While Ives had used American hymn tunes in his Symphony no. 1, he began to experiment with altering their predictable regularity into more asymmetrical shapes which lent themselves more readily to musical development. With his Symphony no. 2 (1899-1902, revised 1907-9), Ives continued to explore his own personal idiom based on the integration of American vernacular music, infusing elements of (if not quoting directly) popular songs (such as those of Stephen Foster), patriotic songs, church hymns, traditional tunes and even ragtime styles into established forms common to European art music of the time.
Perhaps recognizing that he would never become (or want to become) a composer in the mold of Horatio Parker, Ives resigned his post as church organist and pursued a career in insurance by launching his own agency, Ives & Co., in 1907. The following year, Ives married Harmony Twichell, the daughter of the Reverend Joseph Hopkins Twichell, a leading citizen of Hartford, Connecticut and a close friend of Mark Twain. Harmony’s boundless confidence in her husband transcended the fact that she never claimed to understand his music and was to provide encouragement for the creation of new works by him. While the couple’s close relationship allowed Ives to mature emotionally and spiritually, Harmony’s idealism and enthusiasm for literature and social commitment contributed to Ives’s maturity as a composer.
Through Harmony, Ives became reacquainted with the philosophies of transcendentalism, a literary, religious and social reform movement which flourished between approximately 1830 to 1860, and which emphasized a unity of the individual soul with nature and with the divine. Arising partly as a reaction against the increasing dehumanization of life in a post-Industrial Revolution society, and encompassing a wide variety of loosely defined doctrines, transcendentalism was fundamentally characterized by a reaffirmation of the power of the individual to effect change in his own life as well as in the larger human community. Such intuitive truths emanated from the soul itself, a manifestation of the divine, and were therefore inherently good. By following the direction of nature itself, and through personal experience and sensitivity, the individual would discover his or her own path to Heaven. It is understandable how the independent-minded Ives would have readily embraced a doctrine based so firmly on self-determinism and reliance on the strength of individual insight.
The writers who embraced these doctrines included Ralph Waldo Emerson, Nathaniel Hawthorne, Henry David Thoreau, and Bronson and Louisa May Alcott (and tangentially, poet Walt Whitman). As several of these writers lived in or near Concord, Massachusetts, then a small town northwest of Boston, Ives’s admiration for these writers was reflected in the subtitle of his Sonata no. 2 for piano, “Concord, Mass., 1840-60” (composed 1916-19, revised 1920s-1940s, first published 1947), where the title of each of the work’s four movements bears the name of a transcendentalist writer: “Emerson,” “Hawthorne,” “The Alcotts” and “Thoreau.” Sprawling, complex, innovative and posing a formidable challenge for the performer, the work’s complexity reflects the broad world view shared by these writers and by the composer, creating a moving homage on both parts to the difficulties and joys of thinking beyond convention.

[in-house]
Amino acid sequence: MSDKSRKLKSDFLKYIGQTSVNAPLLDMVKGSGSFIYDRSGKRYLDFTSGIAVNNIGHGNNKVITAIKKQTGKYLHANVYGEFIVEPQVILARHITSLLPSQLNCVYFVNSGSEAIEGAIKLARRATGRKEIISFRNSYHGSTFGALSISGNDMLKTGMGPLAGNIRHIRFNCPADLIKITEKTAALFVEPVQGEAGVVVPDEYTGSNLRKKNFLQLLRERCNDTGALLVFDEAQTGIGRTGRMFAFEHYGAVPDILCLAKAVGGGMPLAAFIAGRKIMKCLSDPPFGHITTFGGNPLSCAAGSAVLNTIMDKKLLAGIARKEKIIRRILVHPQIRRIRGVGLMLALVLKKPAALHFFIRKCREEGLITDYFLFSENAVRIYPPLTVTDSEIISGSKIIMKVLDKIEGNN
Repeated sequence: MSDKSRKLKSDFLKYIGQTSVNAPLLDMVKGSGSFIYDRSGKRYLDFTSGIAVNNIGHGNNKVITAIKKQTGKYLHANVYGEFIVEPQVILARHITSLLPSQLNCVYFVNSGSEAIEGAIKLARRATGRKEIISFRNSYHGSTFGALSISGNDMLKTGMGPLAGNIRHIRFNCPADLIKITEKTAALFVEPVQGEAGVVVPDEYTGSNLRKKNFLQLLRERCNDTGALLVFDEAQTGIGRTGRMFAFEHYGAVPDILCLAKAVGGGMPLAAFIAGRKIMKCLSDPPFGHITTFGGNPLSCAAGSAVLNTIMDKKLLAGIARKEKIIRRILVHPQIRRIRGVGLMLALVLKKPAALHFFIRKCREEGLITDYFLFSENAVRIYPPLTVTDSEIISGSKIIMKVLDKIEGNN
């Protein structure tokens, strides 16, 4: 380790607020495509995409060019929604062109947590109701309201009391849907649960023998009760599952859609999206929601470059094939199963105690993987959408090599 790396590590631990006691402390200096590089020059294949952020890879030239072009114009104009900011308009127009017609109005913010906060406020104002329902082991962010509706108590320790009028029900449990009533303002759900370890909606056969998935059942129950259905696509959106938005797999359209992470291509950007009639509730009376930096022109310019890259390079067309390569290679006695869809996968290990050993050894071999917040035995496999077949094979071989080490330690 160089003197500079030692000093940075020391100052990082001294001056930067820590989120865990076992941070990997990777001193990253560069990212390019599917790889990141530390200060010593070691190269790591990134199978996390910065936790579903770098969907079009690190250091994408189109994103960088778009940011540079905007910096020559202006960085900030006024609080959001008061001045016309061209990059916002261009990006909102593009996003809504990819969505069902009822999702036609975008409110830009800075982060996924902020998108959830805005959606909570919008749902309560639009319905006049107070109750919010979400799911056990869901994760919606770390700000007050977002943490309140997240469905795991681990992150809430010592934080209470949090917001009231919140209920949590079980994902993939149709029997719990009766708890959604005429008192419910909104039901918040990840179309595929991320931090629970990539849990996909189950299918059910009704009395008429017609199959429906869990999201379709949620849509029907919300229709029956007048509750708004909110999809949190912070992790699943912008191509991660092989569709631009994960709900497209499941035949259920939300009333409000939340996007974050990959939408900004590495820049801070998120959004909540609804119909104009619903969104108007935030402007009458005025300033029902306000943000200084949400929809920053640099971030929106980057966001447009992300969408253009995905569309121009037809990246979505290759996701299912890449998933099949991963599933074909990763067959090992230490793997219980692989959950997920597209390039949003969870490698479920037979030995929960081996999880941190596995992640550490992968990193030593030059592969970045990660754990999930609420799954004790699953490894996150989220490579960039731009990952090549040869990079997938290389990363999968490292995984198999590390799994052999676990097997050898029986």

Despite indifference and even open hostility of audiences, critics and other composers towards his music, Ives’s reputation continued to increase slowly and steadily throughout his lifetime. The “Concord” Sonata was performed in its entirety only in 1938; his first two symphonies were given their première performances in 1953 and 1951 respectively, over a half century after each was composed. Ives died of a stroke on 19 May 1954, just as his music was becoming universally acknowledged for its power and originality.
Conforming to his wish to define the totality of experience in his compositions, Ives often employed “layers” of several independent lines or voices, distinct from each other in terms of rhythm and harmony — not unlike his father’s acoustical experiments involving two bands marching towards each other — a procedure which imparts an almost three-dimensional sense of depth to his work by emphasizing the sonic space in which the music is produced. This procedure gave rise to several compositional methods — now referred to as polytonality, polyrhythms, atonality, microtones and tone clusters — which anticipated the radical theories of composers such as Arnold Schoenberg by several years, and in some cases, by several decades. Ives’s genius resides in his rejection of received methods and compositional procedures of the time and employing all means available to him to express through his music the breadth of his individual vision of human experience.
Cowell, Henry and Cowell, Sidney. Charles Ives and His Music. New York: Oxford University Press, 1969, or Da Capo Press, 1983.
Rossiter, Frank R. Charles Ives and His America. New York: Liveright, 1975.
Swafford, Jan. Charles Ives : A Life With Music. New York: W.W. Norton & Company, 1996.
Editado por ric_scotus em Fev 19 2011, 19h35
Library of Congress (http://memory.loc.gov/diglib/ihas/loc.natlib.ihas.200035714/default.html)